A federal law calling for tougher penalties on smugglers and sellers of fake goods is in its final stages, the Ministry of Economy said.
Commercial fraud, counterfeiting, theft of intellectual property and other offences that could burden the economy will be given stricter punishments by law, Humaid bin Butti Al Muhairi, the undersecretary at the ministry, said this week at a workshop.
The law will cover items such as fake bags, toys and even medicines.
The only law in practice was drafted in 1979. It calls for a maximum jail term of two years and maximum fine of Dh10,000 for cheating a customer by delivering goods that are different to what is ordered.
The workshop stressed the importance of international cooperation in fighting piracy and stopping the spread of counterfeit products.
Mr Al Muhairi said the UAE played a leading role in fighting counterfeit products through policies or amending laws to protect the rights of intellectual property.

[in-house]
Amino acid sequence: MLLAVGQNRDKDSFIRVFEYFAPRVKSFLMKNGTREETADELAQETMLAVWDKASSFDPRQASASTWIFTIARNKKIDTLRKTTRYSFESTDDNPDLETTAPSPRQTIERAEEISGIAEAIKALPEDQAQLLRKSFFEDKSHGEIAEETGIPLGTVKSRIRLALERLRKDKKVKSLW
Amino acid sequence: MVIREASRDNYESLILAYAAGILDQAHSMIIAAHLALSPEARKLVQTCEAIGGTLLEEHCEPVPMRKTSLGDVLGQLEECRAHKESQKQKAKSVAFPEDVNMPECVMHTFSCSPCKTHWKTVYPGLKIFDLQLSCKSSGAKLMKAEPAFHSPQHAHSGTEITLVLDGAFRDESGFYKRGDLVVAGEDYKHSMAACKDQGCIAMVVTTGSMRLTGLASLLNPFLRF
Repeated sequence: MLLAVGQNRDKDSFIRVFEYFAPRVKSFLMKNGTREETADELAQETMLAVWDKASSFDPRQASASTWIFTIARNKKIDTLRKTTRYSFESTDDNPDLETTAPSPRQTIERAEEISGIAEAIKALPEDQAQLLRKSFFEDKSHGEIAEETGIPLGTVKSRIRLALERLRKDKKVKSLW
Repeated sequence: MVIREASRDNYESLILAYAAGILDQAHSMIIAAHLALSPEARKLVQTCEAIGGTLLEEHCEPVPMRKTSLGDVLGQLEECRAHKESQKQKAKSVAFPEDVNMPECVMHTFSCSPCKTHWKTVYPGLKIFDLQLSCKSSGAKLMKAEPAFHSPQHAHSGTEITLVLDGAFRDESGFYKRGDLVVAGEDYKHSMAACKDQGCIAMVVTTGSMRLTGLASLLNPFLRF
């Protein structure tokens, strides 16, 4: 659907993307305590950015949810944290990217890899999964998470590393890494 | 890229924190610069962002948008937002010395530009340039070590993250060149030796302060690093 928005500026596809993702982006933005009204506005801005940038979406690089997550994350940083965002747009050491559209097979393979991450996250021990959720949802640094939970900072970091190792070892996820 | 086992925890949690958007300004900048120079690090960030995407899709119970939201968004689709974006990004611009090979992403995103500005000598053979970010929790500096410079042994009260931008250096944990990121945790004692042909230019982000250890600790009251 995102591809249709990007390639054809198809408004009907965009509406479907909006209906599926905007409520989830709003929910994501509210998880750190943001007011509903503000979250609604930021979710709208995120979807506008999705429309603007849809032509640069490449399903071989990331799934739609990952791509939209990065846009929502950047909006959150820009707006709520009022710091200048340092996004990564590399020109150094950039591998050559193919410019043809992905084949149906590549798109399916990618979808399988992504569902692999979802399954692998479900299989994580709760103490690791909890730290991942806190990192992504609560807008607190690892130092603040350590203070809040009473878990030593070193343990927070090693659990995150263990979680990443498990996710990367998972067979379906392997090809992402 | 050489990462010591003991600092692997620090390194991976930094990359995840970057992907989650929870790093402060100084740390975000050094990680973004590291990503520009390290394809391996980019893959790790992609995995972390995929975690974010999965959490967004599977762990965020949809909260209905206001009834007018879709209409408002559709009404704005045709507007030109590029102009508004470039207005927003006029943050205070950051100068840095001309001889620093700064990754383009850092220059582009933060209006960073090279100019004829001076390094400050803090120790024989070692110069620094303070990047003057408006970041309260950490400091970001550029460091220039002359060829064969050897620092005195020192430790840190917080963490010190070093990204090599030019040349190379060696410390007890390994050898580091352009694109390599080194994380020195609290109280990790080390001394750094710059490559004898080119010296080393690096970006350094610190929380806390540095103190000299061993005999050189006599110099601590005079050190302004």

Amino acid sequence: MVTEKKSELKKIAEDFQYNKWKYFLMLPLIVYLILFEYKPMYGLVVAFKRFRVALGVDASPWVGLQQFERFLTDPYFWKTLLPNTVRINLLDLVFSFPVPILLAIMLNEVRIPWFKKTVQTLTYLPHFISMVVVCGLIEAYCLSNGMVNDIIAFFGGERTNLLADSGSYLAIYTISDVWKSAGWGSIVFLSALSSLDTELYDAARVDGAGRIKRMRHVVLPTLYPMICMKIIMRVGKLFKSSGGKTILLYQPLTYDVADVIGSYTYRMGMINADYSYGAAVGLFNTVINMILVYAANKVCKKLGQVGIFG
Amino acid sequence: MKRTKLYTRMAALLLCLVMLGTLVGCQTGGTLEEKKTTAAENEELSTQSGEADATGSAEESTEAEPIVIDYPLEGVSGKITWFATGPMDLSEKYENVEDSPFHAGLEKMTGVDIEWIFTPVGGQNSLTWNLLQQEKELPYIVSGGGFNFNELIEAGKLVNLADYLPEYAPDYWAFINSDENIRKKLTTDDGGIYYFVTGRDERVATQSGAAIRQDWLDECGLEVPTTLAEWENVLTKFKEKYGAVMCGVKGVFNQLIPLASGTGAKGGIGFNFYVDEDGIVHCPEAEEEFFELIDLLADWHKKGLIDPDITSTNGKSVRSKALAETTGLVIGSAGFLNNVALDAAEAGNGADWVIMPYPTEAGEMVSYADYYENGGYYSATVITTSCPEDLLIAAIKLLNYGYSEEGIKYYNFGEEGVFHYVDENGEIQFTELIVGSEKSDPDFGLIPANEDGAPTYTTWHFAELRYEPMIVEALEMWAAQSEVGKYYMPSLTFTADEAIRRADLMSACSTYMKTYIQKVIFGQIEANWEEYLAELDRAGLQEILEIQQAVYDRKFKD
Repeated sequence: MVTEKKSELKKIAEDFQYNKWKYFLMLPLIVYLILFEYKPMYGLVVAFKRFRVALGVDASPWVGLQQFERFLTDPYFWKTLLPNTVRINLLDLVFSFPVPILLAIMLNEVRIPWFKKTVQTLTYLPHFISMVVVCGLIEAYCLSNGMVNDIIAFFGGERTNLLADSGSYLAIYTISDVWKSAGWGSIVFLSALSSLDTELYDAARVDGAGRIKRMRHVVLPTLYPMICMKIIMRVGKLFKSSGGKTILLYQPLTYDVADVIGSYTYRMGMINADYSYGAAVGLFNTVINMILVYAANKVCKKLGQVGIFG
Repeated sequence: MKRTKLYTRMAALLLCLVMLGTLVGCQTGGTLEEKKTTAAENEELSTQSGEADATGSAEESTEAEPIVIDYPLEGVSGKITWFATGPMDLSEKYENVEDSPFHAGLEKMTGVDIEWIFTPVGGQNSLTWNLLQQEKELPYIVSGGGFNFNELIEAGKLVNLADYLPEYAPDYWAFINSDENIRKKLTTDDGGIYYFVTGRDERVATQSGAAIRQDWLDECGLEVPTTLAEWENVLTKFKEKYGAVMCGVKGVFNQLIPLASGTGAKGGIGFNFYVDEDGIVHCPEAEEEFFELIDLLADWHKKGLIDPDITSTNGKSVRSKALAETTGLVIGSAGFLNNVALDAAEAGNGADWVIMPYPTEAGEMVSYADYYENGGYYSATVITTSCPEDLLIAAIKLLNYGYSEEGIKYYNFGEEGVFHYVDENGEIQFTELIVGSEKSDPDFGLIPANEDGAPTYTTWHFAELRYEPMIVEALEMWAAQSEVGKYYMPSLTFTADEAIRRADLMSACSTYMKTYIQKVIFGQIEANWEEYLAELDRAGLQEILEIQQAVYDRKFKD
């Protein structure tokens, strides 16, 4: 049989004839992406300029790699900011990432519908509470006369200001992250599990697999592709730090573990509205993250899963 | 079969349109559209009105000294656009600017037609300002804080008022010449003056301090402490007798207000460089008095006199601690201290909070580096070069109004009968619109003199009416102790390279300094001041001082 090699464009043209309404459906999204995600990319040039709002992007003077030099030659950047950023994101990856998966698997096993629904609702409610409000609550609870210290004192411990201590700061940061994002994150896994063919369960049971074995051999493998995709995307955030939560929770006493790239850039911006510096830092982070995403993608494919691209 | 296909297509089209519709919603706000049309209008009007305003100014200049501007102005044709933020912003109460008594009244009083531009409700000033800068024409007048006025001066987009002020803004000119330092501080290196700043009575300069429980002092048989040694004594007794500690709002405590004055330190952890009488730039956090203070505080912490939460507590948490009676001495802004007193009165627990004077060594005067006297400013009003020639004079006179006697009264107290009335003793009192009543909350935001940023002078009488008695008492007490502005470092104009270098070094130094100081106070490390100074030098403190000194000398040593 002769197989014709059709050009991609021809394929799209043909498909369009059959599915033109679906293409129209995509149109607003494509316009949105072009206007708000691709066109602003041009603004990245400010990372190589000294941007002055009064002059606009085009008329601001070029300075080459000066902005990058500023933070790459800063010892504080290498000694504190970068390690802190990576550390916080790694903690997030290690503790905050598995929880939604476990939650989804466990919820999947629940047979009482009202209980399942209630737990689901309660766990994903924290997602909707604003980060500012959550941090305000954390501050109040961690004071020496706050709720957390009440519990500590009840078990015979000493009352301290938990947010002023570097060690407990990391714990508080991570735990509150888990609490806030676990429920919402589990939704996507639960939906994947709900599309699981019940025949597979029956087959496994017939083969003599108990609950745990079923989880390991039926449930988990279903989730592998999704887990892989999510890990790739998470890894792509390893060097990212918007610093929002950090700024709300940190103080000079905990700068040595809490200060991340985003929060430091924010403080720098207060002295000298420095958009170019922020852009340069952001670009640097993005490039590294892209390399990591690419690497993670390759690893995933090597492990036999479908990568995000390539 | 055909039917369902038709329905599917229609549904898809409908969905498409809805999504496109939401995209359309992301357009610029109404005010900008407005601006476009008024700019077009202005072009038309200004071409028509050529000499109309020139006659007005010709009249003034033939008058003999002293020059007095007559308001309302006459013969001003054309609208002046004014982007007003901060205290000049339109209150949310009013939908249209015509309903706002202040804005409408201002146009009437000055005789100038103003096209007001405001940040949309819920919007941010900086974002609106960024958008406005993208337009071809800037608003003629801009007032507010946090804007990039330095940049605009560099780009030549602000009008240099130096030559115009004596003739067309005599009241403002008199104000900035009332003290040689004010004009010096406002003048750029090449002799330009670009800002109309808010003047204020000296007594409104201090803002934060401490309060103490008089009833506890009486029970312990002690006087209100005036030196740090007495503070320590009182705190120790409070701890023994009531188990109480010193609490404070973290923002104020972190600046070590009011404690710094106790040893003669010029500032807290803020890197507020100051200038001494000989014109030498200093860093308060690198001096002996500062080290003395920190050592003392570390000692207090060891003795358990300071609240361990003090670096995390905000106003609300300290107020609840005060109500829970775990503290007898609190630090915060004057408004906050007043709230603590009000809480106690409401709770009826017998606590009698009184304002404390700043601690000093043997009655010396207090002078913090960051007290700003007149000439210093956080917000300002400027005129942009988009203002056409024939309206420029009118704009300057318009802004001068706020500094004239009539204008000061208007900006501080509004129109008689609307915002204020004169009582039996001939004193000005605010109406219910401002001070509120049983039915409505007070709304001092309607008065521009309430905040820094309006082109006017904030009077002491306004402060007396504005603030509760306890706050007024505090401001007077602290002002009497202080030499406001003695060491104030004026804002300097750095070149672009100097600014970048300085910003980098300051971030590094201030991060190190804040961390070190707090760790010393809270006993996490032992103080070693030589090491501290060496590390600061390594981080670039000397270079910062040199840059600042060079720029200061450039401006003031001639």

He said the fake goods industry needed to be fought as it was a burden on the country's economy.
Mr Al Muhairi said the intellectual property issue was "an important one, which affects in a direct manner economic growth and general safety, and stops creativity and innovation".
He said brand owners suffered heavy losses through violations.
"And we in the UAE understood the dangers of this issue and took tough precautions to stop all kinds of this operation," Mr Al Muhairi said.
"Whether in products and goods or in ideas, we have drawn up rules and regulations governing the entry of the products to reveal the [smugglers] and bring them to the court."
Last year, the ministry conducted about 19,000 inspections to try to find counterfeit goods.
Alaine Azouaou, the French ambassador to the UAE, and representatives from his country's luxury brands Louis Vuitton, Chanel, Lacoste and Hermes took part in the workshop.